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Learn more about Salmon and Steelhead:

Learn more about big streamers and how to throw sinktips:

Steelhead and Salmon on Streamers

Steelhead and Salmon on Streamers

Steelhead and Salmon on streamers isn't something you hear much about because 99.99% of the time fly anglers pursue them with chuck and duck, floating line and indicator, and spey methods. Just like spey fishing for steelhead, streamer fishing for lake run fish is very rewarding and extremely exciting when you finally hook up. If you can imagine a 7-20 pound fish creaming your streamer and then taking a long, leaping run then I'm sure you'll want to give this a try. When you have hooked enough Salmon or Steelhead on nymphs and eggs, tie on a super sized streamer.

First of April until Mid May is prime Spring Steelheading, with plenty of fish in the river getting one on a streamer is very possible. To pursue Salmon mark your calendar for mid-August until October 15th. Starting in mid October and ending around November 15th is the prime time to look for aggressive streamer eating fall steelhead. All these time frames have common factors that come together to give you a chance to drill a King Salmon or Steelhead on a streamer. Water temps are in the high forties to low fifties making the fish active. These large migratory great lakes fish are used to eating baitfish from their days in the big lake. Salmon are baitfish eaters so when they first show up they will be the most aggressive. But females protecting the nest and males just pissed off at the world will crash a properly presented fly later in the run. The spawn migration kicks in the hormones for the males to step up dominance, so striking at big bright objects is second nature. Also during the spring you will have a larger percentage of drop back steelhead available, drop backs feed aggressively looking to rejuvenate their bodies after the spawn. King Salmon fry and parr are easy meals, along with sculpins and planter rainbow trout.

The method isn't difficult, just go strip streamers. If you can handle a 200-300 grain sink tip on a 7-9 weight rod you can start searching those likely runs and pools. My favorite set up is an eight weight Orvis T-3 with a large arbor reel, like the Mach or Vortex loaded with a 300 grain sink tip. I attach 3 feet of 20 pound fluorocarbon and tie on a fly. My favorite patterns are large flies that have a lot of movement when stripped. The steelhead pictures here (below and to the right) ate an olive and white sculpin pattern of my own design called the Nutcracker. (learn to tie the Nutcracker here)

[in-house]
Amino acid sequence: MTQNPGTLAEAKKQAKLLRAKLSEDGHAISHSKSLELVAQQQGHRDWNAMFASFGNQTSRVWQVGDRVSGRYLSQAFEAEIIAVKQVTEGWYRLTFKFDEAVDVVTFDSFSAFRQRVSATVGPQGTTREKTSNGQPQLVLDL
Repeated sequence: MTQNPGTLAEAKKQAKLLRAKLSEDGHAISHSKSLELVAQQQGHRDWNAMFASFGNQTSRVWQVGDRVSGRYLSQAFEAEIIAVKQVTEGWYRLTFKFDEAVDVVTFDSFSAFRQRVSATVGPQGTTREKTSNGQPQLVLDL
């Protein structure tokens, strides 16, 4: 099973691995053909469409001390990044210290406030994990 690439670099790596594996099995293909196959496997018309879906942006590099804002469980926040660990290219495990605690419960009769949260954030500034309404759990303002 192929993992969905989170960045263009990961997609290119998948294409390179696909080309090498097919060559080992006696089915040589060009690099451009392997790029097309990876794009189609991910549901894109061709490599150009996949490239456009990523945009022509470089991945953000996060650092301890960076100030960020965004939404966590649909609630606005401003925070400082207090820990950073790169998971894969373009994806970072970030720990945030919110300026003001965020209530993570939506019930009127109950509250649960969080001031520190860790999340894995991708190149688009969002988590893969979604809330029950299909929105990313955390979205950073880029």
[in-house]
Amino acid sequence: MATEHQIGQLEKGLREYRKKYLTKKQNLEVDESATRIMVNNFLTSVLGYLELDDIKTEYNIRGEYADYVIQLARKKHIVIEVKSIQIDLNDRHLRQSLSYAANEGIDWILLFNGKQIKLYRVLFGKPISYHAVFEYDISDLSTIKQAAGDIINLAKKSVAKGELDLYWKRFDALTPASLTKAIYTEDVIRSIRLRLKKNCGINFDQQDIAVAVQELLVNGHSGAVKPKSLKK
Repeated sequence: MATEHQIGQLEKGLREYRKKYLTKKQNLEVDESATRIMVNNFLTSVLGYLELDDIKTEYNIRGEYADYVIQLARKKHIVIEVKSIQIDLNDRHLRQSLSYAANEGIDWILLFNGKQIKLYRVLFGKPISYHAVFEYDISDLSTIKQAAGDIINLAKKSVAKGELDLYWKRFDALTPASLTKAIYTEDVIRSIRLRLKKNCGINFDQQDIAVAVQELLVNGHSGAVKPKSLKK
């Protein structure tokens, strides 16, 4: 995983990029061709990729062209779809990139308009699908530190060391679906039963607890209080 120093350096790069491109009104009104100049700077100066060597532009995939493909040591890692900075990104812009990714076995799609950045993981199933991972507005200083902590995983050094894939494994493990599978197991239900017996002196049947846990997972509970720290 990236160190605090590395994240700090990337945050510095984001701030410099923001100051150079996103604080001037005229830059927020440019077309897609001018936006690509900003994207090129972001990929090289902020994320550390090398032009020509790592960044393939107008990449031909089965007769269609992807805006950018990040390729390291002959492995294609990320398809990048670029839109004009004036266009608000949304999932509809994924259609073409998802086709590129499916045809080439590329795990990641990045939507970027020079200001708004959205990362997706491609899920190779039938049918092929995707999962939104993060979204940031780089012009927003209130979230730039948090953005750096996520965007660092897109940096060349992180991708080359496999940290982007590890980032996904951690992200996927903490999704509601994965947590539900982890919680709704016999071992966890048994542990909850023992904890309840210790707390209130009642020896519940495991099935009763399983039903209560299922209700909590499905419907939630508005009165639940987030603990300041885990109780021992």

The combination of a long rabbit strip tail and lots of marabou give this fly great action. The more wiggle and movement the better your chances for a hook up. They need to be fished slowly to entice or irritate these fish into a strike. The salmon pictured at the top of the page ate a Mad Pup fished near her redd. They will often move ten feet to drill a fly, you won’t believe it until you see it.

Many anglers just don't have the patience to pursue a steelhead or salmon on a streamer. It might take days of fishing to catch one of these trophies so why should you consider doing it? Look below and you will see why!

Sculpin eating Steelhead
Big Brown Trout eating streamers

Brown Trout! While you are looking for that steelhead that is a "player" you get to catch brown trout. We are talking maybe your biggest trout of the year. The big resident browns are doing the same thing the aggressive steelhead and salmon are doing. They are hungry and aggressive. Spring and Fall triggers them to eat, they want a big meal and that's where your streamer comes into play.

Steelhead are going to be hiding the same place the browns are, little pockets and runs where they can ambush their prey. Also look for Brown trout and steelhead behind the salmon redds gobbling whatever gets washed over the gravel.

Most of the time it's eggs and nymphs, but how do you think an egg sucking leech got started? The fish holding in the dark water are the "player" fish. These are the fish that have moved up and want to eat whatever they see. The Salmon are creating the food source, sculpins, and baitfish will get pushed around in this dark water and then they are an easy meal for the hungry trout and steelhead waiting in the depths behind the gravel. In other words, you will be fishing where browns are. The only real requirement to catch a steelhead or salmon on a fly is the ability to float by fish on gravel and throw streamers into the dark water. Think about catching big aggressive fish that are eating, let everyone else try to catch spawning fish.

Any river that has steelhead and brown trout in it is acandidate for steelhead and salmon on streamer flies. My favorites are the Muskegon, Pere Marquette and the Manistee. All three rivers are prime water for both species. Spend a couple of days with Hawkins Outfitters trying to nail one of these trophies. Even if you don't get a steelhead or salmon I'll bet you have some memorable trout fishing.